Title: The Good Sister
Author: Sally Hepworth
Publisher: Hodder & Stoughton
From the outside, everyone might think Fern and Rose are as close as twin sisters can be: Rose is the responsible one and Fern is the quirky one. But the sisters are devoted to one another and Rose has always been Fern’s protector from the time they were small.
Fern needed protecting because their mother was a true sociopath who hid her true nature from the world, and only Rose could see it. Fern always saw the good in everyone. Years ago, Fern did something very, very bad. And Rose has never told a soul. When Fern decides to help her sister achieve her heart’s desire of having a baby, Rose realizes with growing horror that Fern might make choices that can only have a terrible outcome. What Rose doesn’t realize is that Fern is growing more and more aware of the secrets Rose, herself, is keeping. And that their mother might have the last word after all.
The Good Sister is a brilliant read. We are mainly following Fern, a woman who is almost certainly on the Asperger’s spectrum and works at her local library. She is funny, interesting and very likeable – I loved her various comments and observations on life, they made me smile throughout. The story isn’t all light-hearted though… I won’t give too much away about the plot but Fern knows her twin sister Rosie is desperate to have a baby but has been unable to conceive with her husband, so she naively decides to try and get pregnant for her.
There’s a lot of character development in this book, with the reader really getting to know Fern and her new love interest, Wally. Both seem great characters and I really warmed to them. However, the story also has chapters told from Rose’s point of view – extracts from her diary which gives a darker side to the twins’ lives growing up with their evidently psychopathic mother, and cautions that Fern might be getting herself into a situation she can’t handle.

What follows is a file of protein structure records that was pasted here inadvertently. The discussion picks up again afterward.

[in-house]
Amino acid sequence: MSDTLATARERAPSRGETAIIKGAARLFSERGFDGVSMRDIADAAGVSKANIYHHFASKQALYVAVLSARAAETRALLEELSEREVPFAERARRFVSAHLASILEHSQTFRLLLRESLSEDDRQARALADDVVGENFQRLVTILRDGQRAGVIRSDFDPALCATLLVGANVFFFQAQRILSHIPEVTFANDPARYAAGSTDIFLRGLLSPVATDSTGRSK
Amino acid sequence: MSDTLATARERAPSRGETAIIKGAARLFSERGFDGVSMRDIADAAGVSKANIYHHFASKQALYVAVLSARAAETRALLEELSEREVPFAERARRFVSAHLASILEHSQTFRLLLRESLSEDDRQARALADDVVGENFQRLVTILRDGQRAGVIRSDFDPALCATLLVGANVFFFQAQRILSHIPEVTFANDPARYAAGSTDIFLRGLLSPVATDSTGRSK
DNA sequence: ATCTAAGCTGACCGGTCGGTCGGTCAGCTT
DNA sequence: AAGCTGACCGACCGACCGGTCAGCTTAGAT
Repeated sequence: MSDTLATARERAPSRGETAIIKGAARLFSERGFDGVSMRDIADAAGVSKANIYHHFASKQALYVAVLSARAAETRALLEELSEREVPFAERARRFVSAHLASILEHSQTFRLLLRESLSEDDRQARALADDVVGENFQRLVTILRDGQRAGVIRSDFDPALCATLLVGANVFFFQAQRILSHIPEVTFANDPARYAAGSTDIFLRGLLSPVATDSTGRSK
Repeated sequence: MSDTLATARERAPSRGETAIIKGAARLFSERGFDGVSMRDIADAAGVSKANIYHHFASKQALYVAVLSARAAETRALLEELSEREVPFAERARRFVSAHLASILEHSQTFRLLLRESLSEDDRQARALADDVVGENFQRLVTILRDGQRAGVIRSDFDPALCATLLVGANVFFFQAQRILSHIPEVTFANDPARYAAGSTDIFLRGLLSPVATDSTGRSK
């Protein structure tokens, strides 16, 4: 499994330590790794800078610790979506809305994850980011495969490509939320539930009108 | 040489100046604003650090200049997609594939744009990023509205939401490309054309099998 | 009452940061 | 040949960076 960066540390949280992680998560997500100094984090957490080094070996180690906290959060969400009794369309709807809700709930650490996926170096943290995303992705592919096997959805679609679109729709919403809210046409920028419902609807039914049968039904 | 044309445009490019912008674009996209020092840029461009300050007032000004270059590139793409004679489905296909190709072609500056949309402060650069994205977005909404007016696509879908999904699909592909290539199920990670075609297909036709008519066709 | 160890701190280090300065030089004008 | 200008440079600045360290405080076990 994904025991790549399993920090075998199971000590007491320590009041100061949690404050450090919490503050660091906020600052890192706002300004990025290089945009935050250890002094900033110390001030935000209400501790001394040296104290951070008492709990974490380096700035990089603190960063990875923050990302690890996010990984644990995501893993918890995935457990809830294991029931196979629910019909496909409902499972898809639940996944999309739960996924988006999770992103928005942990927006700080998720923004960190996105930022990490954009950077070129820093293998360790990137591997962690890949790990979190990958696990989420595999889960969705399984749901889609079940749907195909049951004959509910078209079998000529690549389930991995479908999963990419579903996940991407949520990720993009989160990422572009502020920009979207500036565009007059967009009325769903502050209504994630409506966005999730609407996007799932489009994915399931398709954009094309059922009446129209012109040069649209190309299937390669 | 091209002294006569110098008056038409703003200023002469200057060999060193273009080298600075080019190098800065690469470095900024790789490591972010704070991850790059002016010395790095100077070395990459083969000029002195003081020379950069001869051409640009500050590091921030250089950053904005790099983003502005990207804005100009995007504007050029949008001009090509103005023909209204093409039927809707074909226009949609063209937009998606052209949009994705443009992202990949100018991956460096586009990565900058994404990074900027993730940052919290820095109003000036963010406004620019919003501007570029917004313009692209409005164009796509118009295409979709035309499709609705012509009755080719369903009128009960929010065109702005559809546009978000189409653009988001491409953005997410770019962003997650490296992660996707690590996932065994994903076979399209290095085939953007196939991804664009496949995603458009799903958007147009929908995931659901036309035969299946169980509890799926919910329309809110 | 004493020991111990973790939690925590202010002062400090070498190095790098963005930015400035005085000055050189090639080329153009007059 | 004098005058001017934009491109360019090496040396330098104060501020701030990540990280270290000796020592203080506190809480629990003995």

As we read on we realise that Fern and Rose have a very dark secret and things aren’t quite all as they seem.
The Good Sister has less ‘thriller’ elements to it than I expected from how it’s marketed – but this was no bad thing. Yes, I love books in the psychological thriller genre, but here I actually enjoyed reading about Fern’s day to day life more than the mystery elements. Sally Hepworth did such a brilliant job of building the characters and developing them into people you can actually imagine knowing. Plus, the possibility of an unreliable narrator means you’re always second-guessing whether someone is telling the truth…
I absolutely loved this novel and raced through it. It’s certainly made me want to pick up more of Sally Hepworth’s novels – I really enjoyed The Mother-in-Law too, so if the others are anywhere near as good, Sally Hepworth is likely to become a new favourite author!
Many thanks to the publisher, Hodder & Stoughton, for providing a copy of this novel on which I chose to write an honest review.